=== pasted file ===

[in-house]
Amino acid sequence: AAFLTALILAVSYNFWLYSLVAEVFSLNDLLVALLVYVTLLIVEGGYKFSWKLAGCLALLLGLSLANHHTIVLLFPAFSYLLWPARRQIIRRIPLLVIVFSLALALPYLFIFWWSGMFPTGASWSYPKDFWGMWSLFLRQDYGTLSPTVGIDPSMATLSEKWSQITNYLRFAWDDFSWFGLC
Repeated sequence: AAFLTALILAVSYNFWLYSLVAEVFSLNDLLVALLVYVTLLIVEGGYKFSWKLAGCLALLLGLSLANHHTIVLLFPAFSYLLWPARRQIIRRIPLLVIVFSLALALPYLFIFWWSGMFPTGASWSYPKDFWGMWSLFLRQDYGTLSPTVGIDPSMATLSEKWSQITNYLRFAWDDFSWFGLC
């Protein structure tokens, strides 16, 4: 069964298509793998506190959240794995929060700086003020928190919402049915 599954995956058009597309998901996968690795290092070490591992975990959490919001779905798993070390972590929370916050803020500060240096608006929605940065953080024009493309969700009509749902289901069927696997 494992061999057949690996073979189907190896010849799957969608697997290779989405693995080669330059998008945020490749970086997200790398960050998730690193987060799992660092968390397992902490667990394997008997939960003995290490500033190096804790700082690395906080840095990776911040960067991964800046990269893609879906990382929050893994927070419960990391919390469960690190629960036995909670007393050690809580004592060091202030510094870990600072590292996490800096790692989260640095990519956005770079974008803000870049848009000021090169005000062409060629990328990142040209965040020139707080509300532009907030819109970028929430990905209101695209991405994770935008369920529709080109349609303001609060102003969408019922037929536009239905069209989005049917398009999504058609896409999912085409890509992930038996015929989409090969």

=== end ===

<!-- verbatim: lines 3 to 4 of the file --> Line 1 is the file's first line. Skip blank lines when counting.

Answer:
Repeated sequence: AAFLTALILAVSYNFWLYSLVAEVFSLNDLLVALLVYVTLLIVEGGYKFSWKLAGCLALLLGLSLANHHTIVLLFPAFSYLLWPARRQIIRRIPLLVIVFSLALALPYLFIFWWSGMFPTGASWSYPKDFWGMWSLFLRQDYGTLSPTVGIDPSMATLSEKWSQITNYLRFAWDDFSWFGLC
């Protein structure tokens, strides 16, 4: 069964298509793998506190959240794995929060700086003020928190919402049915 599954995956058009597309998901996968690795290092070490591992975990959490919001779905798993070390972590929370916050803020500060240096608006929605940065953080024009493309969700009509749902289901069927696997 494992061999057949690996073979189907190896010849799957969608697997290779989405693995080669330059998008945020490749970086997200790398960050998730690193987060799992660092968390397992902490667990394997008997939960003995290490500033190096804790700082690395906080840095990776911040960067991964800046990269893609879906990382929050893994927070419960990391919390469960690190629960036995909670007393050690809580004592060091202030510094870990600072590292996490800096790692989260640095990519956005770079974008803000870049848009000021090169005000062409060629990328990142040209965040020139707080509300532009907030819109970028929430990905209101695209991405994770935008369920529709080109349609303001609060102003969408019922037929536009239905069209989005049917398009999504058609896409999912085409890509992930038996015929989409090969």